Employees are vulnerable to discriminatory conduct based on their age. This is particularly applicable to older age groups. Individuals aged between 45 to 75 and over made up 75 per cent of age discrimination claims between 2018 to 2019.
People facing age discrimination at work are usually treated less favourably than others because of their age. A common example of age discrimination is where employers choose to terminate an employment contract on the basis that a particular employee is too old. This is an unlawful reason to dismiss someone and employers may risk contravening the Age Discrimination Act 2004 (Cth) as a result.
What is age discrimination?
The Age Discrimination Act 2004 (Cth) provides for two different types of discrimination: direct and indirect. Direct discrimination occurs when one person treats the aggrieved person less favourably than another person in similar circumstances based on their age. A good example of this is age-based retirement requirements. Recently, a landmark case has been commenced alleging that Deloitte Australia’s retirement age of 62 breaches age discrimination laws. Andrew Jewell, a principal at employment law firm McDonald Murholme, said if Mr Brown is successful in his case it could prompt similar claims from partners at other big four firms who impose specific retirement ages. Here, a person who is over the age of 62 is being treated less favourably than someone under the age of 62 because of their age.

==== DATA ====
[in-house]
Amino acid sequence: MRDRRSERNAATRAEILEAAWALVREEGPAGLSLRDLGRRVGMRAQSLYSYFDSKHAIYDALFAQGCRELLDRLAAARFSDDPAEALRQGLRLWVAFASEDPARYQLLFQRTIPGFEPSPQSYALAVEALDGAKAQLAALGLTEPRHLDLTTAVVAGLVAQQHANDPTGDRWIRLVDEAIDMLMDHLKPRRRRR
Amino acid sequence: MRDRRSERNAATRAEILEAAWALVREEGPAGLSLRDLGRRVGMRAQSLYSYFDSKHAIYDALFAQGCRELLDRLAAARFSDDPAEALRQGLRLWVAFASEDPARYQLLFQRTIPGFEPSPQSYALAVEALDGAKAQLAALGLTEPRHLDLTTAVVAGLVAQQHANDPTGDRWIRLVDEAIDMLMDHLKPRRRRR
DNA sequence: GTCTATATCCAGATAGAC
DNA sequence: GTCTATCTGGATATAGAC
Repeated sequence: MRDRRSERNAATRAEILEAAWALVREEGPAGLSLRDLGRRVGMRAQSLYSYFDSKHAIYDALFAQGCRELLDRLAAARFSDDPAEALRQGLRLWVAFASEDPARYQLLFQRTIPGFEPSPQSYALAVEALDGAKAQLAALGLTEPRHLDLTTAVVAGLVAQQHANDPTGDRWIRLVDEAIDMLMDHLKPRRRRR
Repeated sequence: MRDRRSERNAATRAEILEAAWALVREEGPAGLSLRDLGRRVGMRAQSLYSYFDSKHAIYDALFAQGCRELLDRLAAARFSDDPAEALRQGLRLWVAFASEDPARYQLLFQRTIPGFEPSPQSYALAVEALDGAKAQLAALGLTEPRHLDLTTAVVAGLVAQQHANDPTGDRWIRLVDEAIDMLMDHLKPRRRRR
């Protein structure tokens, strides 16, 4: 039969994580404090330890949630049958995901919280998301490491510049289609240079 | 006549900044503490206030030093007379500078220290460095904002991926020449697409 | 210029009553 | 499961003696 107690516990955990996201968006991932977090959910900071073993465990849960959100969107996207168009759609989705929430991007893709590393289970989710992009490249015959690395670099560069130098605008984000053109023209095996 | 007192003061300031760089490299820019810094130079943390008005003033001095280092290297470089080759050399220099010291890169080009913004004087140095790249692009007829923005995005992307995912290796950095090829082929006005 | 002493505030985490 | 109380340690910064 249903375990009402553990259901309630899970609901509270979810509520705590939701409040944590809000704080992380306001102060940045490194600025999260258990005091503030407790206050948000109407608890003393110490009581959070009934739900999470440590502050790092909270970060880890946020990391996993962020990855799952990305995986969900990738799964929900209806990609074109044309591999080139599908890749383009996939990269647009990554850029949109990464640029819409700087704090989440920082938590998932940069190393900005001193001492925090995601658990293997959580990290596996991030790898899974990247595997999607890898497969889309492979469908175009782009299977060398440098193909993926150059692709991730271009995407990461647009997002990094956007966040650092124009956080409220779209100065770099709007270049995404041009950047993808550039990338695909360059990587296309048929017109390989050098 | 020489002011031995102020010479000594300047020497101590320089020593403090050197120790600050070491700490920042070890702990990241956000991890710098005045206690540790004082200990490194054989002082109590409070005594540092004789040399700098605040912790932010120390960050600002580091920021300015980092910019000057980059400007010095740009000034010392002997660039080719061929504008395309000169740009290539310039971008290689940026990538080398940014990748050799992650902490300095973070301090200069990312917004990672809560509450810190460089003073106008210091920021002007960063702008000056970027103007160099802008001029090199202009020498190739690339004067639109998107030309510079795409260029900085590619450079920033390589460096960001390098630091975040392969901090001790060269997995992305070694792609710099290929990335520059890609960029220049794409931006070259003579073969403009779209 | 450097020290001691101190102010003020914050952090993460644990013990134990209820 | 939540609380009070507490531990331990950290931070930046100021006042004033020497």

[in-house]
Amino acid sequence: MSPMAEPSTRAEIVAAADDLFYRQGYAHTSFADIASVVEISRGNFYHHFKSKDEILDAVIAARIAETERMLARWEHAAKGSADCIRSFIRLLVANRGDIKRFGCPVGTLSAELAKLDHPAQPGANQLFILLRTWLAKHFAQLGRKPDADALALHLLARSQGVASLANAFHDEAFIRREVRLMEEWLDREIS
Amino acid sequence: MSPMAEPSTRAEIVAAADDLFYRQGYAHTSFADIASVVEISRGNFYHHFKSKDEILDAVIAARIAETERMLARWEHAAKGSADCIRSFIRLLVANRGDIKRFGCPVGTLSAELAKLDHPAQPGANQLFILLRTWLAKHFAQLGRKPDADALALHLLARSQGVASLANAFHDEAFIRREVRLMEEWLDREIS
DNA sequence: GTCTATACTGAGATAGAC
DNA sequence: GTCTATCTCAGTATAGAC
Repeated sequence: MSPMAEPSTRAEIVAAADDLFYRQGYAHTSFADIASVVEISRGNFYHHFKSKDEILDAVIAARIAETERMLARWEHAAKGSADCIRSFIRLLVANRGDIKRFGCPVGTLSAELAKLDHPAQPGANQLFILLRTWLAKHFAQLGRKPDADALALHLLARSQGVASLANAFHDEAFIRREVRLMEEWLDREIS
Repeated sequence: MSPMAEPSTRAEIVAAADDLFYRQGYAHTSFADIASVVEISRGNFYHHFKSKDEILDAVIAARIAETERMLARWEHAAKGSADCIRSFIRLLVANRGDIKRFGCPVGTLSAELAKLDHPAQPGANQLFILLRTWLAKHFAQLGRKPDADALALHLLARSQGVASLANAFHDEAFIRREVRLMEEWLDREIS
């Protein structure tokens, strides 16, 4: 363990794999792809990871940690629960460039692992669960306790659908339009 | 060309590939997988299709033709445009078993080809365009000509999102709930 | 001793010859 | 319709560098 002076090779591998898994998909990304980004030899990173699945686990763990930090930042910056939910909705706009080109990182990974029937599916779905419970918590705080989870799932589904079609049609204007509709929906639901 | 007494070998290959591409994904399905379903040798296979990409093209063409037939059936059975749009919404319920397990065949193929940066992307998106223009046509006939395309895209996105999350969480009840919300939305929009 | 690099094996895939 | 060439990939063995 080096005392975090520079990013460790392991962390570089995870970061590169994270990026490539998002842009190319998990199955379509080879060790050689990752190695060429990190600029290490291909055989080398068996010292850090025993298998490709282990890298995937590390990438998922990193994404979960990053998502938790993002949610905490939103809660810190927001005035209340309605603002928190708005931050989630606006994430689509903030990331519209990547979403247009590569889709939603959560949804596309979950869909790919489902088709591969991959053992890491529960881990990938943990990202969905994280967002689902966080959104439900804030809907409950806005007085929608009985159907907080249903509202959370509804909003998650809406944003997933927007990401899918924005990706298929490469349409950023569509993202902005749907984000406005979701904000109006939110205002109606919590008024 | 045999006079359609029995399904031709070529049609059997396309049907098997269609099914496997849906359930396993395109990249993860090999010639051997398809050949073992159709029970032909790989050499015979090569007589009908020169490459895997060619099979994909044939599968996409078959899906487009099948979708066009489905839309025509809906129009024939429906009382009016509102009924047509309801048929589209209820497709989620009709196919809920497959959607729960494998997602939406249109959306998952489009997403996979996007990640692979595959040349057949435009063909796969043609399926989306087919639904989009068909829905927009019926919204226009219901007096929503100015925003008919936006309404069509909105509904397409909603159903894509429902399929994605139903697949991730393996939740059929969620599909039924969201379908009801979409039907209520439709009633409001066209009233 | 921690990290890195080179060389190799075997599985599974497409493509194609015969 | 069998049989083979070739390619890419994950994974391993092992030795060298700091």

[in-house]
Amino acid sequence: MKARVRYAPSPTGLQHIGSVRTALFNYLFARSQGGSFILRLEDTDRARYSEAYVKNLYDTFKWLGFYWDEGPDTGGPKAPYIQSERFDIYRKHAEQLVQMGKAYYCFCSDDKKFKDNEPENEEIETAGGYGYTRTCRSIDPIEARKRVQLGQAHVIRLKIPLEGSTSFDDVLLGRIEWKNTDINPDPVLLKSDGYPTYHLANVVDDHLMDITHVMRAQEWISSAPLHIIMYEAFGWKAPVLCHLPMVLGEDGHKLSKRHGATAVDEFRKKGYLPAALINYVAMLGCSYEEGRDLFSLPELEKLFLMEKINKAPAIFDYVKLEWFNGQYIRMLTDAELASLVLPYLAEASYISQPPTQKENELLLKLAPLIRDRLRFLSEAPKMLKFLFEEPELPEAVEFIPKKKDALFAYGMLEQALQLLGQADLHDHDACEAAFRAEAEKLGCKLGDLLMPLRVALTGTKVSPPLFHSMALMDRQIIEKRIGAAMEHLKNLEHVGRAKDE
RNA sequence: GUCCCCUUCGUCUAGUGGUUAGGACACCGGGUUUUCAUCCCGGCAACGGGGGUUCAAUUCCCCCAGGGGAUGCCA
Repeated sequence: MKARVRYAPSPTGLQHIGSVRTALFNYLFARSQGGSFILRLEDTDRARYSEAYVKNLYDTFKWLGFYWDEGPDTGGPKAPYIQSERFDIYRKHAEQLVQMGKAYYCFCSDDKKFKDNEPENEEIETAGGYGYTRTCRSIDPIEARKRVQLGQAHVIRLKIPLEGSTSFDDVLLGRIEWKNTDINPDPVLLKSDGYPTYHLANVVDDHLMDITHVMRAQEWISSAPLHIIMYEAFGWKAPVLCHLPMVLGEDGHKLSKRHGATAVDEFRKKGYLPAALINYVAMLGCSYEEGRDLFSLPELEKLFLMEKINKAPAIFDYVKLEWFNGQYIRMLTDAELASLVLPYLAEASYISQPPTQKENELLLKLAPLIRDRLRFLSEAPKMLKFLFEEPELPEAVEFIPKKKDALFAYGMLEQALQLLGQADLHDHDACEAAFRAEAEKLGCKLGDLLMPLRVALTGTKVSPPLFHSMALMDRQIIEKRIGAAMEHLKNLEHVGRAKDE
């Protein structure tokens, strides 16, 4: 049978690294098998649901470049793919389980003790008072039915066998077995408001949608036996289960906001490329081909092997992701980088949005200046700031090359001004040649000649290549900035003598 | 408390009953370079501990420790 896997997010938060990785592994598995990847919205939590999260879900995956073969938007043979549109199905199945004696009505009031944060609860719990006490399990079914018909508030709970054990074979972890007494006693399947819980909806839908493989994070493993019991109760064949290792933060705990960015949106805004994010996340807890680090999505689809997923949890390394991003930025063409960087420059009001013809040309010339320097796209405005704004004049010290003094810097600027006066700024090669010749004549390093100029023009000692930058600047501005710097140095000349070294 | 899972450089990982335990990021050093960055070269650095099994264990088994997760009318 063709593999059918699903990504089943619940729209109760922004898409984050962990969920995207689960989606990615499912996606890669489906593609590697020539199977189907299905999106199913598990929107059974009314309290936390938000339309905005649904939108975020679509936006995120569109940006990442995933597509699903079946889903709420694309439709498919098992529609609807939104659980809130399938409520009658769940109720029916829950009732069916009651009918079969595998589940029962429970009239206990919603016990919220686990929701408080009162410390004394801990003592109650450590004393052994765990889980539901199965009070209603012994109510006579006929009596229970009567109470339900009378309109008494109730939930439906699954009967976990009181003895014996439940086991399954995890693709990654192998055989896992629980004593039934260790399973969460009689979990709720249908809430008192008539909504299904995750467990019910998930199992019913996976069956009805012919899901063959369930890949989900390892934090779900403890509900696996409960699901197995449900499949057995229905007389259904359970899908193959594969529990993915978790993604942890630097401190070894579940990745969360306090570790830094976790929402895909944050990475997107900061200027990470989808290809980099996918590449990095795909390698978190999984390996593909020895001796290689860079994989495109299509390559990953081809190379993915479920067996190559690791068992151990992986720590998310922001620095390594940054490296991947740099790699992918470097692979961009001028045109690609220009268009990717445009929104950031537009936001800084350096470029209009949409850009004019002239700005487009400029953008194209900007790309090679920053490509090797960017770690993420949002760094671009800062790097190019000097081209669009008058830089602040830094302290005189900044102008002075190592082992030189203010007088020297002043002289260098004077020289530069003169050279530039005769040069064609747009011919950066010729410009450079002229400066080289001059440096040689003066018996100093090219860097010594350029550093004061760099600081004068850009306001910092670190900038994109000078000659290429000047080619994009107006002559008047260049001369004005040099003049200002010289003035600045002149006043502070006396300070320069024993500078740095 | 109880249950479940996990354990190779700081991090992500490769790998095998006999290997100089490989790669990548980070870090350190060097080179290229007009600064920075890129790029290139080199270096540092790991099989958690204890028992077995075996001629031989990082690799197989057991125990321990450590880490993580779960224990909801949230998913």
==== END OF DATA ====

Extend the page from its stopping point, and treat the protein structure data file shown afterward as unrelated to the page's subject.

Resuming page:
Indirect discrimination occurs when a neutral condition, requirement or practise has the effect of disadvantaging those of a similar age to the aggrieved person. For example, a condition that requires an employee to have a high level of dexterity where it is not necessary for the employment may contravene the Age Discrimination Act 2004 (Cth). This is because older people are less likely to have a high level of dexterity compared to younger people. Here, older people are being disadvantaged by their age, even though the condition appears to be neutral on its face.